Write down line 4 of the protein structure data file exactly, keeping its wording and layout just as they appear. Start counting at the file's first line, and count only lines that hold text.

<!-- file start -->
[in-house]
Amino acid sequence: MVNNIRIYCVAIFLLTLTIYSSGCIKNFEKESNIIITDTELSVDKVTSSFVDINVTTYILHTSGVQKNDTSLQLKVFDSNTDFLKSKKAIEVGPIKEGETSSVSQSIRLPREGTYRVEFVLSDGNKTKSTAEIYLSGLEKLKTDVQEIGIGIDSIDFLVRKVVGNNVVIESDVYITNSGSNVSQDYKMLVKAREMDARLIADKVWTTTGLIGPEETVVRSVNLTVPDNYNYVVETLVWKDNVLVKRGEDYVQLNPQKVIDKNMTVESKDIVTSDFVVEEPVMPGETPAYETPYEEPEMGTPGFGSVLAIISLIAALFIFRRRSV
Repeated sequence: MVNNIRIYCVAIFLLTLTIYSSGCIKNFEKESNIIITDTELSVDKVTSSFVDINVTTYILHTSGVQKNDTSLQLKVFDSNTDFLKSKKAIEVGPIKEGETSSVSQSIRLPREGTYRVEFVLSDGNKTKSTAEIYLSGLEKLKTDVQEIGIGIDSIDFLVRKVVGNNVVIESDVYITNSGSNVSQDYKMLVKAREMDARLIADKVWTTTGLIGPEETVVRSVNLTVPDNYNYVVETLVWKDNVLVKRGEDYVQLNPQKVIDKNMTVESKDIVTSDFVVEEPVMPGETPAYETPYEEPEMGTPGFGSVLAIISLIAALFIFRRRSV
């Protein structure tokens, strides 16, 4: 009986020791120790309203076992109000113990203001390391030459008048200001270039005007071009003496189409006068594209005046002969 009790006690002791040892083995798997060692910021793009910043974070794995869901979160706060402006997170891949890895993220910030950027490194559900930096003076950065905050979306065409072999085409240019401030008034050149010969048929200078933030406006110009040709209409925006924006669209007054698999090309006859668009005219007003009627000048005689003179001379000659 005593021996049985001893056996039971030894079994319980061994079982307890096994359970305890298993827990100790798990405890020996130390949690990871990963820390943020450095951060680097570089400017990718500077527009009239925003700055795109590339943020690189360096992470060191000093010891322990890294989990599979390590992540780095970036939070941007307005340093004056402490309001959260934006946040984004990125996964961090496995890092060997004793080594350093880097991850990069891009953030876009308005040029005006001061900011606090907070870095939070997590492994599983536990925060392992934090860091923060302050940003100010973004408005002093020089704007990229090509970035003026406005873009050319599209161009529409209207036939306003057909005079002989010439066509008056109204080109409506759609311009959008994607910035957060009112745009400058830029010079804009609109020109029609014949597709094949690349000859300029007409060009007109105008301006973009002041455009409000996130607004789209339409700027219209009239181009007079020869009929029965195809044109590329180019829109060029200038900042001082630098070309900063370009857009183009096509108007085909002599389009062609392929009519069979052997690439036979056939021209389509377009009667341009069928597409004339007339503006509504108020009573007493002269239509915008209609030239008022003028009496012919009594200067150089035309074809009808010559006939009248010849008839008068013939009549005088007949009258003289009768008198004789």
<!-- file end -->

């Protein structure tokens, strides 16, 4: 009986020791120790309203076992109000113990203001390391030459008048200001270039005007071009003496189409006068594209005046002969 009790006690002791040892083995798997060692910021793009910043974070794995869901979160706060402006997170891949890895993220910030950027490194559900930096003076950065905050979306065409072999085409240019401030008034050149010969048929200078933030406006110009040709209409925006924006669209007054698999090309006859668009005219007003009627000048005689003179001379000659 005593021996049985001893056996039971030894079994319980061994079982307890096994359970305890298993827990100790798990405890020996130390949690990871990963820390943020450095951060680097570089400017990718500077527009009239925003700055795109590339943020690189360096992470060191000093010891322990890294989990599979390590992540780095970036939070941007307005340093004056402490309001959260934006946040984004990125996964961090496995890092060997004793080594350093880097991850990069891009953030876009308005040029005006001061900011606090907070870095939070997590492994599983536990925060392992934090860091923060302050940003100010973004408005002093020089704007990229090509970035003026406005873009050319599209161009529409209207036939306003057909005079002989010439066509008056109204080109409506759609311009959008994607910035957060009112745009400058830029010079804009609109020109029609014949597709094949690349000859300029007409060009007109105008301006973009002041455009409000996130607004789209339409700027219209009239181009007079020869009929029965195809044109590329180019829109060029200038900042001082630098070309900063370009857009183009096509108007085909002599389009062609392929009519069979052997690439036979056939021209389509377009009667341009069928597409004339007339503006509504108020009573007493002269239509915008209609030239008022003028009496012919009594200067150089035309074809009808010559006939009248010849008839008068013939009549005088007949009258003289009768008198004789």